During the last 20 years I have worked with a lot of sales and marketing teams. The best teams collaborate and work well together. However, it is far more common to see sales and marketing departments set up as two separate groups, with little to no communication or collaboration between the salespeople and marketing professionals.
Although the insular system is more common, marketing and sales should be viewed as a continuation of one another. Regardless of the industry, sales and marketing overlap at various points along the buying cycle and can provide each other with valuable feedback. Generating leads, managing prospects and closing deals are all part of the same process, but many companies build walls between these groups. That makes everyone’s job harder.
Aligning sales and marketing isn’t just a nice idea for a cooperative work environment. A study by the Aberdeen Group showed that organizations with proper marketing and sales alignment had 20 percent annual revenue growth in 2010.
So we know we need to align the two groups, but what does that look like? The marketing group can’t just generate leads: It needs to produce high-quality leads derived from ideal target prospects that, eventually, lead to higher sales. Sales groups need to focus on more than just the bottom of the sales funnel (leads close to buying) and closing leads. Sales should ideally provide feedback to the marketing group about what works in the field. Sounds easy, but how do they do it?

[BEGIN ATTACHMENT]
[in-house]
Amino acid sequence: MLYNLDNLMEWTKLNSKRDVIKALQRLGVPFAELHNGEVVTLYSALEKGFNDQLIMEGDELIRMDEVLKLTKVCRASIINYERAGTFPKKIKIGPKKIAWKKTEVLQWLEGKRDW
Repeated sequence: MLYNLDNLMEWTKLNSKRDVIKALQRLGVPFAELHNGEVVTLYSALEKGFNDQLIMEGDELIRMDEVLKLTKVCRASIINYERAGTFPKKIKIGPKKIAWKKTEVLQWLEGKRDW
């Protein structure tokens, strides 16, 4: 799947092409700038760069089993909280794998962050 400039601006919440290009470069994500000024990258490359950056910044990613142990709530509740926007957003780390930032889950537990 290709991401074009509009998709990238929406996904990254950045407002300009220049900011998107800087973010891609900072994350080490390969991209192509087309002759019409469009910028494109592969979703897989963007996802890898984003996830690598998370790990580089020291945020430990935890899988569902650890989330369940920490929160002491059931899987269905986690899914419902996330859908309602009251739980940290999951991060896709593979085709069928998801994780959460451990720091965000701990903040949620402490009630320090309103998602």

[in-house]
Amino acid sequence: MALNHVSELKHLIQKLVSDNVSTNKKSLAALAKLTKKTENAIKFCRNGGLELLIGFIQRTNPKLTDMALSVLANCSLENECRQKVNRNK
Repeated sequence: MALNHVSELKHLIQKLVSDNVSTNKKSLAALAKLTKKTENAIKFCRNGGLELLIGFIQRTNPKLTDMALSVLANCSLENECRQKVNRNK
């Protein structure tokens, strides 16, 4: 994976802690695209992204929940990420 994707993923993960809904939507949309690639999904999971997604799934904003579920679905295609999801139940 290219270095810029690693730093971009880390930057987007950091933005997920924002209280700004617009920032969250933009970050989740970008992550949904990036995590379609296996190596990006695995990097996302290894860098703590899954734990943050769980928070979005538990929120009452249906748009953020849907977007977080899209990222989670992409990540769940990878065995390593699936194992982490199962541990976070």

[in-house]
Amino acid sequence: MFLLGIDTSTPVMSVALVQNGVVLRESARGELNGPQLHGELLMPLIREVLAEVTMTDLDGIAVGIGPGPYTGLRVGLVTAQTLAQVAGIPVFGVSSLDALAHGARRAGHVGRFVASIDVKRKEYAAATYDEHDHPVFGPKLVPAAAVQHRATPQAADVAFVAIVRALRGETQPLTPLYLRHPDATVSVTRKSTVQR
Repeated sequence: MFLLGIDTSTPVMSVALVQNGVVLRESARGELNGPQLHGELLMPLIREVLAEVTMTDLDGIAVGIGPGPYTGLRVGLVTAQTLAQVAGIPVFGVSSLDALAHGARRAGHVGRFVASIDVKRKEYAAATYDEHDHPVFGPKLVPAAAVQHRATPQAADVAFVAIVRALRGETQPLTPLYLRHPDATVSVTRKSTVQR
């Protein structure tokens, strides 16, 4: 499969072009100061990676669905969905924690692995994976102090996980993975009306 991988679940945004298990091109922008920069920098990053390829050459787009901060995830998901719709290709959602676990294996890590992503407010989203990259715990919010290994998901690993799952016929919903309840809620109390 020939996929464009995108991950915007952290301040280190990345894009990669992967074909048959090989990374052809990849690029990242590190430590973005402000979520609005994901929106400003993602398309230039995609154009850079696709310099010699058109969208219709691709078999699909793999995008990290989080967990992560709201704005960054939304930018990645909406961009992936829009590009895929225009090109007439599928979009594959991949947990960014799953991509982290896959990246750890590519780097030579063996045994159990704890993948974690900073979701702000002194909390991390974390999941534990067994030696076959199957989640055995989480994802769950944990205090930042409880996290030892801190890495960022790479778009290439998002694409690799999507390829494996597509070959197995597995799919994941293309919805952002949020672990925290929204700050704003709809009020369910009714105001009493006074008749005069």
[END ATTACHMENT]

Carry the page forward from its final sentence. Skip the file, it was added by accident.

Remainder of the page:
The first step to integrating marketing and sales is to find out what your sales teams actually do and how they do it. What is their sales process? What steps do salespeople take to move a prospect through the buying process? What types of information and content are they using to communicate value, overcome objections, position competitively, present solutions and come to an agreement? You want to know what an “ideal lead” looks like, and why these leads are so perfect for making a sale.
The next step is to ensure your marketing efforts match the expectations of the ideal prospect. Are prospects getting answers to the questions they ask during the buying process? We train our clients’ sales teams to track the questions prospects ask during sales conversations. These questions form the basis of a solid content strategy and SEO plan. If you can answer questions asked by ideal prospects, then your marketing team is positioning you as the expert and enabling you to develop more sales-ready leads. Content that is focused on ideal prospects is an effective qualifying tool. This qualifying effect brings your marketing and sales teams in strong alignment in terms of messaging.